Loyle Carner: “Looking Back” “Ain’t Nothing Changed” – Carner, a British rapper, delivers clever and chilled out verses regarding his internal conflicts over being mixed, both of his lost fathers, his ADHD and his love for cooking and his mother. Backed by “old-school” beats and collaborating with some of UK’s finest jazz and alternative rap musicians, Carner is certainly one of the most promising figures in the rising British jazz rap scene.
Arthur Lee (Love): One of rock’s most prolific bands from Los Angeles, Love was one of the first racially diverse bands that drew a wide range of genres from folk, psychedelia, mariachi and blues. Their main singer/songwriter Arthur Lee was a voice of his generation. Forever Changes(1967) is a masterpiece that has since received high recognition as one of the greatest music albums of all time. From their debut album and Da Capo, songs like “Little Red Book” “Seven and Seven is” and “She Comes in Colors” can be heard in every Wes Anderson film. Think Jazz experimentation, proto garage and broadway production, that is Love. Though never commercial success, Love is a band with eclectic taste and a devoted fan base.
Prince: In the History of Rock, no one has reached higher recognition than Prince himself. Prince is regarded as one of the most influential, powerful performers/ songwriters of all time. His charismatic energy, combining funk and live performances has changed popular music forever. From Purple Rain, Controversy to his legendary Superbowl performance, Prince dominated the hot billboard charts for over forty years. Growing up from Minneapolis, Prince made his debut at First Avenue and influenced guitarists from St Vincent to Gary Clark Jr.
Al Green: Want a bit of soul or gospel? Al Green is the man. Best known for his recordings of a series of hit singles such as “Let’s Stay Together”, “Love and Happiness” “Take Me to the River” and “I’m still in love with you”, Al Green invented the music of love. His songs just make you smile and always behind him is an incredible band. His raw passion inspired a variety of artists from Talking Heads to the Weekend. Al Green is an artist who speaks to you, leans on you and can sure make you want to dance.
Looking for Black Womxn to Stream?
Janet Jackson: Popular music as we know it stems from this iconic queen. For the past forty five years, the pop icon has been a strong advocate for civil rights. Throughout her career, Janet Jackson has drawn attention to police brutality, women’s rights to HIV/AIDS awareness. In 2019, she became the first black woman to win the Billboard Music Icon Award and MTV’s Global Icon. At a time when the music videos were a new invention, Janet was at the forefront of numerous hits. Known for her army uniform and big earrings, Janet introduced the world to hand and arm sequences and signature choreography. Who can forget her sibling moment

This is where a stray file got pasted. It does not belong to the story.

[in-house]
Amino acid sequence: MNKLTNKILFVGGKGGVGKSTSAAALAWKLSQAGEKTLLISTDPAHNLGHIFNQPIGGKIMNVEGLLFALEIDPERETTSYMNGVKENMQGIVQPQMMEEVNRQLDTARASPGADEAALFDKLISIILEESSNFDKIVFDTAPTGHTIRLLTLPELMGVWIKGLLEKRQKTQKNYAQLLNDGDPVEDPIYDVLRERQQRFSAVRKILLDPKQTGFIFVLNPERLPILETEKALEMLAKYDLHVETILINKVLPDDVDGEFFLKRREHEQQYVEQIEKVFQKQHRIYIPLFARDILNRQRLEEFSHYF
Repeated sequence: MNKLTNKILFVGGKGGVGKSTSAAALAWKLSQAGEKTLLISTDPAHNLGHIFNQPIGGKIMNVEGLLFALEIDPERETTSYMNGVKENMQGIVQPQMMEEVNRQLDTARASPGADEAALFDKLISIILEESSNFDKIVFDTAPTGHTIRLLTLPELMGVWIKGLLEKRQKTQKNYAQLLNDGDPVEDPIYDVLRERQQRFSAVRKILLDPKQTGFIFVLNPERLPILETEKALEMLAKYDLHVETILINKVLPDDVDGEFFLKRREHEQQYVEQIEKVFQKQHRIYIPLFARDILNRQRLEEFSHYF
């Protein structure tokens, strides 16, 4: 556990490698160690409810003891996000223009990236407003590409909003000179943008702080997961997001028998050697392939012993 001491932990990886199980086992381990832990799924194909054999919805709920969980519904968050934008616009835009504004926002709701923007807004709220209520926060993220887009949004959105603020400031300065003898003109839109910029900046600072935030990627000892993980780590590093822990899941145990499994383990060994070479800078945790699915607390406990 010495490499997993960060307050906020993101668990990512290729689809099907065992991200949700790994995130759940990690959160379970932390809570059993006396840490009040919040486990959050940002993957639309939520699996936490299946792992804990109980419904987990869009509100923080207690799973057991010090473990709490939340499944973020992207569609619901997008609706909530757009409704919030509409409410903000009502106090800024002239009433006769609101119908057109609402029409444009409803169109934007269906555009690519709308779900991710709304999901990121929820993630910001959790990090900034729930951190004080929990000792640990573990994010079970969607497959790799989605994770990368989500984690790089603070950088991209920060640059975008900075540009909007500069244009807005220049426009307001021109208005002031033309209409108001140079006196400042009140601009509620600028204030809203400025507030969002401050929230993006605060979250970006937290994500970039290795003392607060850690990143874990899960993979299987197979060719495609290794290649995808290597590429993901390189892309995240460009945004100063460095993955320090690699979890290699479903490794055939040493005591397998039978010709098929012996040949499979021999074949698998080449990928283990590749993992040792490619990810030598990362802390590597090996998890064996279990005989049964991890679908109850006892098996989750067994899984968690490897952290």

dance with her brother, Micheal Jackson!? But, Rhythm Nation 1814 Janet’s fourth studio album is the most powerful. Rhythm Nation was outlining a plan to unite nations. The album was released in 1989 where there were so many high profile cases from the Miami riots to the Central Park Five. The album addresses social issues such as drugs, crime, homelessness, racism, prejudice, and education with songs like State of The World, Black Cat, Living in a World, Rhythm Nation and The Knowledge. Along with Rhythm Nation, Ms. Jackson’s latest album Unbreakable recognizes the strong messages of freedom. One thing for sure is that without love, life has no soul. Janet contributed to timeless music and dance moves that has inspired so many women in the music industry.
Alicia Keys: The name says it all. Alicia Keys is the girl on a fire. She’s a chart topping, classically trained pianist with a bit of soul. At the age of fifteen she was signed to Columbia Records and has been cited as the “Queen of R&B”. With 20 Grammy Awards, inducted into the Songwriters Hall of Fame and a recipient of the Recording Academy honors, she has been unstoppable. Her strong activism for providing services for low income neighborhoods across the US, active participation with the Black Lives Matter Movement and creating a multi-platform media project on empowering women worldwide is so inspiring.
Mereba: A smooth blend of R&B, folk and hip-hop, Mereba’s powerful music is one of a kind! Though her music’s themes are wide, two central themes are individual healing as well as the Black community’s healing. Mereba said on Instagram recently that she will keep writing about the Black story and movements for equity because she believes in, “the power of a pen, a song, a spell, a poem, a cry, a brush stroke, a movement, a prayer made in the moment to connect us back to something bigger or to each other.”